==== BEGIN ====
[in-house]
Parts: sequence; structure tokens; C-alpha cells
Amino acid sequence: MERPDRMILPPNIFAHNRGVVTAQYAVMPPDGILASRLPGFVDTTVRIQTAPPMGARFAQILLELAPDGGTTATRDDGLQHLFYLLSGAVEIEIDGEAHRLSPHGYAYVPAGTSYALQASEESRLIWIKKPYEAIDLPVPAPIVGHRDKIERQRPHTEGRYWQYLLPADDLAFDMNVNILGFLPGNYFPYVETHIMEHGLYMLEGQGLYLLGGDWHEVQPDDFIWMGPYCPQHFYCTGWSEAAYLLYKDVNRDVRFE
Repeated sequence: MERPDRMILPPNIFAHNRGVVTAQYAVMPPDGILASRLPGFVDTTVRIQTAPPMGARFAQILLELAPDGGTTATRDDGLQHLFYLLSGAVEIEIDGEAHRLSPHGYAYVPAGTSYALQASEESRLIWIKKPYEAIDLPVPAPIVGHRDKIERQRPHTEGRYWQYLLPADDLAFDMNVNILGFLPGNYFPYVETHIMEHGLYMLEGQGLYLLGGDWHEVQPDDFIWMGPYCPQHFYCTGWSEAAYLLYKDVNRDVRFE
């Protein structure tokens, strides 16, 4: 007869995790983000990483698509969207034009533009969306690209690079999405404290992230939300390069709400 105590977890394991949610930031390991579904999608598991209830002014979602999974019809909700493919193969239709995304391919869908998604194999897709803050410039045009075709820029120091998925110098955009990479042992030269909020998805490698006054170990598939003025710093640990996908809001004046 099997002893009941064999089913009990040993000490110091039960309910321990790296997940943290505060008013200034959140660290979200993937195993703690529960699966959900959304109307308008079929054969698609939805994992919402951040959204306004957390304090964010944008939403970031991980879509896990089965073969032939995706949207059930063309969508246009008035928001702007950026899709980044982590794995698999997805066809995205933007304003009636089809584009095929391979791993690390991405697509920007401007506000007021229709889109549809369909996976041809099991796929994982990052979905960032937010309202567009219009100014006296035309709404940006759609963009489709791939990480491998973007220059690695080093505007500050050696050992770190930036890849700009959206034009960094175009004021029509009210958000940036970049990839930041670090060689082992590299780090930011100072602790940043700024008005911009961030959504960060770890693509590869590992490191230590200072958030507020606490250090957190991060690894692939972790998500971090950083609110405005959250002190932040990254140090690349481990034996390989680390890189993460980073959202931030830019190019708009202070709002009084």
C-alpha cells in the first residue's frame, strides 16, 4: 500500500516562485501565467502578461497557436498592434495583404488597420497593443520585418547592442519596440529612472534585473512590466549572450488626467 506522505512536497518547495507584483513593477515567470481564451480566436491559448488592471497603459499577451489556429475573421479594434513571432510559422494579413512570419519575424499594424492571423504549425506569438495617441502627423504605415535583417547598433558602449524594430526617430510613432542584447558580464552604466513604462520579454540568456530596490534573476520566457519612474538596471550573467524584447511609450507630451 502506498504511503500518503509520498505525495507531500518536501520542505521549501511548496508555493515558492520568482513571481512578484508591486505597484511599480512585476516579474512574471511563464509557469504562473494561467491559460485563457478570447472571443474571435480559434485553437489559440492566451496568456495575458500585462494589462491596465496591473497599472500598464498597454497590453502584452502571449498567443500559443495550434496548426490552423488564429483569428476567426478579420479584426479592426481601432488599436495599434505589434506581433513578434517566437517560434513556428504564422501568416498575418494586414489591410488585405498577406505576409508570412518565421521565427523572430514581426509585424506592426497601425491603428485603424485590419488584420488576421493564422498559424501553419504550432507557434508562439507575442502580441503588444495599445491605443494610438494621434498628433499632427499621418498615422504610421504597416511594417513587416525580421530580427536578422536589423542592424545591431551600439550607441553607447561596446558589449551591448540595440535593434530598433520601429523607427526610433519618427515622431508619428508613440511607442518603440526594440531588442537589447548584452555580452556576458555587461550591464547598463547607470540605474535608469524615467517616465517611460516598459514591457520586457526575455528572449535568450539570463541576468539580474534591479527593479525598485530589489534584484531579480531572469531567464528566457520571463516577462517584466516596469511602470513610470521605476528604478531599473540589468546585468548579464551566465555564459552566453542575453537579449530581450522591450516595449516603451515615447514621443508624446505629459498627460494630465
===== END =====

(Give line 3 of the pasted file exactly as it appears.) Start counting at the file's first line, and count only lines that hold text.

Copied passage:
Amino acid sequence: MERPDRMILPPNIFAHNRGVVTAQYAVMPPDGILASRLPGFVDTTVRIQTAPPMGARFAQILLELAPDGGTTATRDDGLQHLFYLLSGAVEIEIDGEAHRLSPHGYAYVPAGTSYALQASEESRLIWIKKPYEAIDLPVPAPIVGHRDKIERQRPHTEGRYWQYLLPADDLAFDMNVNILGFLPGNYFPYVETHIMEHGLYMLEGQGLYLLGGDWHEVQPDDFIWMGPYCPQHFYCTGWSEAAYLLYKDVNRDVRFE